Would the church be willing to ditch multitracks? See how it sounds and feels?

    Which is why, I respect the podcaster’s views. It appears to be a thoughtful one. I just don’t agree with it. We can’t look in the mirror and forget what we look like the second we walk away. So, when you wrestle with an idea and you have a resolution, you can’t walk away from it without remembering your reflection.

    1. Musicianship

    Multitracks do not push musicians to learn entire songs. If there were two guitar parts, then I spent my time learning just my guitar part. Most times I had no clue what the underlying chords were. All I knew was that when the voice said interlude, it was my time to play the interlude (99% chance of it being a triad, a la The Edge style lead line). Then, stay silent for 30 seconds till my next cue.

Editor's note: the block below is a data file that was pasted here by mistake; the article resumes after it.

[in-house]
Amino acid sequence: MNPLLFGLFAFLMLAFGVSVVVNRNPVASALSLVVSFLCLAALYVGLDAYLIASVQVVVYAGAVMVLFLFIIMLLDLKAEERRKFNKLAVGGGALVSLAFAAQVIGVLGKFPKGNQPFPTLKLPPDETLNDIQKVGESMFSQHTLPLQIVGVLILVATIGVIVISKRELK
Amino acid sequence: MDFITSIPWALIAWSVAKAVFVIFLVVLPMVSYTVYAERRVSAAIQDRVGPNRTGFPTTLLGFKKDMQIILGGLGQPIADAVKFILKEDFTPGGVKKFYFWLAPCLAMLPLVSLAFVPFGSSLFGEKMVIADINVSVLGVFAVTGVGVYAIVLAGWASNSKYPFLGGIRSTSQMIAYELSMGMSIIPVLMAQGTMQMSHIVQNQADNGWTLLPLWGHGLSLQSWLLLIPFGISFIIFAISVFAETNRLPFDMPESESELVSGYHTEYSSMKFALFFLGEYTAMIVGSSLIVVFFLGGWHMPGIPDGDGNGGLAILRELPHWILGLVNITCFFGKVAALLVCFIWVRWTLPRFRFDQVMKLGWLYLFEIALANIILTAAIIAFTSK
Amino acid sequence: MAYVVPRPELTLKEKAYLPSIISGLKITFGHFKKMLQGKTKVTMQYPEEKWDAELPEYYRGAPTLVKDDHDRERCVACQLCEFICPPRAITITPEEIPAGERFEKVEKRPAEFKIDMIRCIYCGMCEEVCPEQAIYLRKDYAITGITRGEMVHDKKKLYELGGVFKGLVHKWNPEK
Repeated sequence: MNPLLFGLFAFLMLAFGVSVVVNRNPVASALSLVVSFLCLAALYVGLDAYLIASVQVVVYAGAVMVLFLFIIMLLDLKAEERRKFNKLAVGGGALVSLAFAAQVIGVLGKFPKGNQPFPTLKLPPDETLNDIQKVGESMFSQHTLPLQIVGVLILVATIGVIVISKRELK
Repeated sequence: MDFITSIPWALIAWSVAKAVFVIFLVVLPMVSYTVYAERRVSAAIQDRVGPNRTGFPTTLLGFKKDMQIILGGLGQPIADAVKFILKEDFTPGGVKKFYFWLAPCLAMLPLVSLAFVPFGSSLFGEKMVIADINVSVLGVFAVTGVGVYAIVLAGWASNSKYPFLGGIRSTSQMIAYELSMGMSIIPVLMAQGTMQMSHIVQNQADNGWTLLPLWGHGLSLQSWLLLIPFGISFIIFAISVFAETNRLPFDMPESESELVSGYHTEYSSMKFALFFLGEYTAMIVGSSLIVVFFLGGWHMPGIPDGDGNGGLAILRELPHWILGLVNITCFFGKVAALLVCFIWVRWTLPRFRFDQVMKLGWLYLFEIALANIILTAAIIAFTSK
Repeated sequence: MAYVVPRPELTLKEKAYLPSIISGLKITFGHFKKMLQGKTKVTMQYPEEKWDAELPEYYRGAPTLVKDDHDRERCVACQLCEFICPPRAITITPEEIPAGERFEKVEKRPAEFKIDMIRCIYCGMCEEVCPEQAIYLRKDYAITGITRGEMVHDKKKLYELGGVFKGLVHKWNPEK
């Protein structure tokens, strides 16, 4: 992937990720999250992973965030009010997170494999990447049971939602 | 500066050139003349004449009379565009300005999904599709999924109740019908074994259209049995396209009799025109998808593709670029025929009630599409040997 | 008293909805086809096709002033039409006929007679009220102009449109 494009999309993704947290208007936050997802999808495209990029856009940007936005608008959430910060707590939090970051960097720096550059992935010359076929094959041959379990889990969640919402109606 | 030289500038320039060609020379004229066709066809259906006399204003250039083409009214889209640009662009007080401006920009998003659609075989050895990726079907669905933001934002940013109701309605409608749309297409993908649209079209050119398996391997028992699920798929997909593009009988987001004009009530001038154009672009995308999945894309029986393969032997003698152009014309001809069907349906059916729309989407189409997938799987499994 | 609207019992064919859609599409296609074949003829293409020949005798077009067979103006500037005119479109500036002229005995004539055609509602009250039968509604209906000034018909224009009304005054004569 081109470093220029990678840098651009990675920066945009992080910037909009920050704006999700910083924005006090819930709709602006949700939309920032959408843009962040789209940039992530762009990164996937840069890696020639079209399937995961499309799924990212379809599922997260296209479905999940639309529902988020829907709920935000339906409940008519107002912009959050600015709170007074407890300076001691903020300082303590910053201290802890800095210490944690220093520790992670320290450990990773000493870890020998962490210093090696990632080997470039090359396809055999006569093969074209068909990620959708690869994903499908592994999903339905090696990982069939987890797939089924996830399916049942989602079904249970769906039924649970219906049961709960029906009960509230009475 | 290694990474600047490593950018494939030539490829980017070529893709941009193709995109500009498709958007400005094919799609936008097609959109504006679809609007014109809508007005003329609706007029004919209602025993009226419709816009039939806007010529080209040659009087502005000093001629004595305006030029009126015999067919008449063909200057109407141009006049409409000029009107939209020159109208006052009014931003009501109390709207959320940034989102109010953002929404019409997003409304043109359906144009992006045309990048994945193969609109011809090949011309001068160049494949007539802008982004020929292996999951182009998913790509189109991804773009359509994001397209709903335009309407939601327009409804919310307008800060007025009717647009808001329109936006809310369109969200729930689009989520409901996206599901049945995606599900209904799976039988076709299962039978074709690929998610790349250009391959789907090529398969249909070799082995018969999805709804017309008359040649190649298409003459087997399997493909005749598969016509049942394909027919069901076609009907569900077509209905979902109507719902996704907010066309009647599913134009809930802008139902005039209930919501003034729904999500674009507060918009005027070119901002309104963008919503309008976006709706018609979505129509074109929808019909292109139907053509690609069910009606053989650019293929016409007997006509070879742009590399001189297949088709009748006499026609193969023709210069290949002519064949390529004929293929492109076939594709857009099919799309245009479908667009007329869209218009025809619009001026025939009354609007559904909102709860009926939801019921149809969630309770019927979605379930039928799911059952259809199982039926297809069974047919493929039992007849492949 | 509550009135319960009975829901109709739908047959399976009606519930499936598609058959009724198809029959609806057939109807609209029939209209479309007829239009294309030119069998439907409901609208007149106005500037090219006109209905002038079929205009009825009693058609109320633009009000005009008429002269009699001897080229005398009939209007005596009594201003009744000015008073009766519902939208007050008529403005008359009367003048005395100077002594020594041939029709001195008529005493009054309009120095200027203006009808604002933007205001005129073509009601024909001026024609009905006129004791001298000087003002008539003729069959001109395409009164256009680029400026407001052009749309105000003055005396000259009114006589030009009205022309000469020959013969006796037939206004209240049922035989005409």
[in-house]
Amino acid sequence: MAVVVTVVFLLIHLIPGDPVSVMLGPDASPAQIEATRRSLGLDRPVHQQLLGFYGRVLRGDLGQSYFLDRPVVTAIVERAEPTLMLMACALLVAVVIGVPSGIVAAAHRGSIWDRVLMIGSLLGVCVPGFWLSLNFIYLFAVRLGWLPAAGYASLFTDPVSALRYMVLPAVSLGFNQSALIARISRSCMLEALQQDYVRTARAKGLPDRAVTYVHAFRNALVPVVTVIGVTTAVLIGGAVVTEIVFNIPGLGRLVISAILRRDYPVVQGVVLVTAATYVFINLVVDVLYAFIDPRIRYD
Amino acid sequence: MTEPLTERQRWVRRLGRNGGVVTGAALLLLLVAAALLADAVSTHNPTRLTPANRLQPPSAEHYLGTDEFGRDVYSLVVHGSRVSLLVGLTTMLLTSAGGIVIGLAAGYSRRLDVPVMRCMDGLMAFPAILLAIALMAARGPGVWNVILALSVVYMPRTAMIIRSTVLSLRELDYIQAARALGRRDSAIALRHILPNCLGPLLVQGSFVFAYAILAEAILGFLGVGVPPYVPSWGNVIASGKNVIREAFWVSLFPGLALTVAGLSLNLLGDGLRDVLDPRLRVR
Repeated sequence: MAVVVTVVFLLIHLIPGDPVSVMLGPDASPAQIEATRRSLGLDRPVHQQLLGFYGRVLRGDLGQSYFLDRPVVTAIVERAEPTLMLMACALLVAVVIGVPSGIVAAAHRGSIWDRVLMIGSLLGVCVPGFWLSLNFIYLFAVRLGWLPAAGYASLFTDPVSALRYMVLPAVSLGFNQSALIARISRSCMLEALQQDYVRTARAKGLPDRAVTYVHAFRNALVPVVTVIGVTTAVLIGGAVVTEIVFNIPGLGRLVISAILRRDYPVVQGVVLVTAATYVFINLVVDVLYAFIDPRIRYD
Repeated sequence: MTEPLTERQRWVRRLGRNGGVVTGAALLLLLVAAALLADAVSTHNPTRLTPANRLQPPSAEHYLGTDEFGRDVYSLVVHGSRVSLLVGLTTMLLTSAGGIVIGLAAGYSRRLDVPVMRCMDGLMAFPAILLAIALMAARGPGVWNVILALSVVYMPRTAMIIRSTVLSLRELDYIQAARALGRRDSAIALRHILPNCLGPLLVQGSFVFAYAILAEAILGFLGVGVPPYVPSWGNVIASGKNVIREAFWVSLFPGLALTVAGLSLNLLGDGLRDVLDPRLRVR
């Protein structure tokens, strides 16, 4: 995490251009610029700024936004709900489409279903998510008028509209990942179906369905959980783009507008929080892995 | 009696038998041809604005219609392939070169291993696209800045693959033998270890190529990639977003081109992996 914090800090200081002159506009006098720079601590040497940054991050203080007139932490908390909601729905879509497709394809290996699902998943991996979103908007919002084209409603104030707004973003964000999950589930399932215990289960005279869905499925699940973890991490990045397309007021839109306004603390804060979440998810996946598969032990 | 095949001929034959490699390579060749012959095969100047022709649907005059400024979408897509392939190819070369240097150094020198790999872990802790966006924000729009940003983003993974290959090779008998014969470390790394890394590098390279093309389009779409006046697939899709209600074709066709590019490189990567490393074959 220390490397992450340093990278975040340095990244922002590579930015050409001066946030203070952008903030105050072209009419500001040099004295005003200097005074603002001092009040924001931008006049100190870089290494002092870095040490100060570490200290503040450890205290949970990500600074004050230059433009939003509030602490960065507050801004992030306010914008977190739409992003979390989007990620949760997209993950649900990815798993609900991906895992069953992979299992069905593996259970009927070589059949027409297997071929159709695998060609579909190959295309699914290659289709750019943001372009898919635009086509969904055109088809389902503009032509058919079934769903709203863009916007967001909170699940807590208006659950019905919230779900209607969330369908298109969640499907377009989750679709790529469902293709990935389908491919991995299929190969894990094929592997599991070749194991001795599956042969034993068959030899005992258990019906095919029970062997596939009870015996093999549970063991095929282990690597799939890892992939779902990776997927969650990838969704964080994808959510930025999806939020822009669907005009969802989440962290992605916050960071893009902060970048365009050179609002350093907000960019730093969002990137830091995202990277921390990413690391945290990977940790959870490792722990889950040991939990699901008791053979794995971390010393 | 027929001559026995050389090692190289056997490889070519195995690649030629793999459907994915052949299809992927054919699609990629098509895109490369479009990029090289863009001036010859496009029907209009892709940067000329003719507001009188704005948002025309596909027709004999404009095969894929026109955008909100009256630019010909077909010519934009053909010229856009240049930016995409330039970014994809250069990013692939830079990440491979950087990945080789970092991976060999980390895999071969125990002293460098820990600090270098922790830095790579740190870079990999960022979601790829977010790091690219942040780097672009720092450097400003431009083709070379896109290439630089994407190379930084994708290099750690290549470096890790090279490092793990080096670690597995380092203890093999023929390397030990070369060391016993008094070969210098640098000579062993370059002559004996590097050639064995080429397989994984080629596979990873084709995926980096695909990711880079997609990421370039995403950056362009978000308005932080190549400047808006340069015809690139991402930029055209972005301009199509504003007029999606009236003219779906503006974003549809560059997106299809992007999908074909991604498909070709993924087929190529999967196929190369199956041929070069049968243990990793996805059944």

I’ve spoken with other guitarists, this is their approach. How many worship musicians in multitracks bands are sharing videos like this on a Wednesday morning – or whenever the setlist is published?

    The countless texts of “Hey! you play the guitar at the top“. This grated me a lot. It did not feel like taking ownership of the song. It felt like the Government was organising a worship team. You clock in at the 30 second mark and clock out at the 3:12 second mark. Thank you, next.

    Multitracks is the teacher that teaches to the test. The students have no need to learn anything else. Just memorise these specific things and it’s all A+


    On Sunday morning, if the power went out across America, and all the generators failed, how many musicians in the worship team could pick up acoustic guitars and strum along to the songs? Multitracks creates an environment where musicians focus on doing 30 – 50 seconds perfectly but not knowing the remainder of the song.